Archives for posts with tag: George Monbiot

We need to keep informed about agriculture oriented towards energy production. In the case of maize in Britain, there’s also a terrible association with soil runoff during excessive rain events that contributes to flooding, as in this piece by George Monbiot with it’s quite shocking video component.  A responsible climate change policy would take into account both the importance of good land management (as nudged or not by subsidies) and actual carbon figures, which Miles King, in the post shared below, discusses so clearly.

a new nature blog

p1040939 Biogas Maize is now grown widely in the Dorset Area of Outstanding Natural Beauty © Miles King

Maize grown specifically for Anaerobic Digesters to produce “biogas” is an increasingly common crop in England, especially in the South West. The area under Biogas Maize increased by 55% in 2016 compared to 2015, to 52000ha. The National Farmers Union set a target of 200,000ha of land under biogas Maize back in 2011, so they are 25% of the way to their target.

Maize is a very environmentally damaging crop, probably the most environmentally damaging crop grown in the UK. Why then is so much of it being grown? Because the Government pays not one, but two subsidies for it to be grown – the generous single payment (now over £200 per hectare annually) for anyone who owns farmland; and on top of this there are a range of payments including the Renewable…

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Hello George Monbiot, here talking about roadkill as ethical meat, and I’m with him on this one, for all the reasons he dislikes most farm-bred meat, mentioned in the video above and discussed here and here.

And I have friends who, as foresters and re-wilders, deeply hate the grey squirrels of Britain for the damage these invasive creatures do to (re)foresting efforts; these activists see eating squirrel as a vote for a wider notion of Ecology.  Here’s a blog from a journalist in Scotland who writes about eating squirrel from this point of view.

When I wrote about rabbit over a year ago, I catalogued recipes in my cookbooks to give readers a sense of culinary possibility, and myself a future reference.  I’m reposting this list for everyone who might be inspired to try something new.  Squirrels are meant to cook very similar to rabbit, hence the recipes can be transposed.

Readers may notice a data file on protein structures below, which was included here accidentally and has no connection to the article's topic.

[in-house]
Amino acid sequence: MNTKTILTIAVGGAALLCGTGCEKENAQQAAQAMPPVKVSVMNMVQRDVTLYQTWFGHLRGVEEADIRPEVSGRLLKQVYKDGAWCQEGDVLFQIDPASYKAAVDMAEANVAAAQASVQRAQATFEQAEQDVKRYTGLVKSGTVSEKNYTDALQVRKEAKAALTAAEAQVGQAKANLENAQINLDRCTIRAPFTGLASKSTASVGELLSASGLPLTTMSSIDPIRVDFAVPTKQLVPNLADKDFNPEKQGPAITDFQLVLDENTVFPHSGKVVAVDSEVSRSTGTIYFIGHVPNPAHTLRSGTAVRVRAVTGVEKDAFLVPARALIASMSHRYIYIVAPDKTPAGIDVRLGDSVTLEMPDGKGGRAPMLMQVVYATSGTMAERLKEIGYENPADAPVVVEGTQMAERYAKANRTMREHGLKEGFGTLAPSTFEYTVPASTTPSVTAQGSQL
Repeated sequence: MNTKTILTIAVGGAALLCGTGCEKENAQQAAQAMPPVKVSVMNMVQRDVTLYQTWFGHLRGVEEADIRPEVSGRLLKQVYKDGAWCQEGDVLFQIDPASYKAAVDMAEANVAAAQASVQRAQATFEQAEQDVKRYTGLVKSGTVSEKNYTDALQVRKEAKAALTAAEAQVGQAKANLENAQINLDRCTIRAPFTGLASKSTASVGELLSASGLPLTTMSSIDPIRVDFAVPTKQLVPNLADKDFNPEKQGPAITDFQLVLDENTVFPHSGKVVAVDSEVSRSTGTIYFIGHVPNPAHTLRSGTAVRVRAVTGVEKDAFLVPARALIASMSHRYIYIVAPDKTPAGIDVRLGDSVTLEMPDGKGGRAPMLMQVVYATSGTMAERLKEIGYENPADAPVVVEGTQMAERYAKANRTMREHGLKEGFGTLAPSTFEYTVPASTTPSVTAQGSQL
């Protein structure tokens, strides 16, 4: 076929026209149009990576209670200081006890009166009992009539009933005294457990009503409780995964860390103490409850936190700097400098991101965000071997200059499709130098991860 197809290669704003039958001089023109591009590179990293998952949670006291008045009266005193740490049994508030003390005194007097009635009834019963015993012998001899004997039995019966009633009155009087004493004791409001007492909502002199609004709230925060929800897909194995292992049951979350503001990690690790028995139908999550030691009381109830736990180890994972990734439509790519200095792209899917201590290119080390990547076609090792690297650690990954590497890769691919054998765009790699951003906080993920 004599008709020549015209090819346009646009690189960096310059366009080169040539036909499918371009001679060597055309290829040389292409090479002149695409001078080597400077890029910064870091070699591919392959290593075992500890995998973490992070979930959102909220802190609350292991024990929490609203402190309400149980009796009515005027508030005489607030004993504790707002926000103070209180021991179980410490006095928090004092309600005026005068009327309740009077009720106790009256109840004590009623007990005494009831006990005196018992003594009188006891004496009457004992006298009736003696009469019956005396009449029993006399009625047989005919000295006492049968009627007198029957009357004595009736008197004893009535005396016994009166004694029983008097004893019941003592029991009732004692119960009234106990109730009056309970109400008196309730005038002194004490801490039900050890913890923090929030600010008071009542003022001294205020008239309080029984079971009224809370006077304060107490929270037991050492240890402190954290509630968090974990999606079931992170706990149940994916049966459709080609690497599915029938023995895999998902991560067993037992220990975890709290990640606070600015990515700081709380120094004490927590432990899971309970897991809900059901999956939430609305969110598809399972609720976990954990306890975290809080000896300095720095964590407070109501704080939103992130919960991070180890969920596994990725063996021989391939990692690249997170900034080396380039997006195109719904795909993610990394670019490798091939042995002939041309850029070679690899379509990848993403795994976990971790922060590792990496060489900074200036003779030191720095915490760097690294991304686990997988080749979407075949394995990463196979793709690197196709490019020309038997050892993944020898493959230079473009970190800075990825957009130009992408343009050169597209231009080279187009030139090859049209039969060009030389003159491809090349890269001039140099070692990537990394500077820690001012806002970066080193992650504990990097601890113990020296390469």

For me eating squirrel is hypothetical so far, I should add– though there’s a dead one, courtesy of our cat, in front of our house, and I’m talking to kids about the succession of creatures that eat and rot the dead, especially the gorgeous bottle flies with their metallic blue-green jewel bodies.

Rabbit/ Squirrel Recipes Read the rest of this entry »

Here is George Monbiot at his insightful and impassioned best, speaking about agricultural subsidies at the Oxford Farming Conference in January.

This is really worth a half hour of your time to understand how things could begin to be different if we are concerned to integrate: biodiversity, social justice, food security, soil protection, sound energy policy, flood and drought management, and more.

He is calling the National Farmers Union to task for what he sees as profound hypocrisy, and suggesting ways that working together, “forming alliances” across assumed loyalties, might benefit most of us.

Of everything that this talk opened in my mind, I was especially shocked to learn about the growing dominance of biofuel maize on prime agricultural land, to be burned in schemes meant for methane capture of crop waste and slurry.

Please share this talk widely, or “reblog.”You might not agree with everything, but Monbiot weaves together many issues crucial to agricultural, ecology, social equality and the future of food justice in the broadest sense.  Wow.

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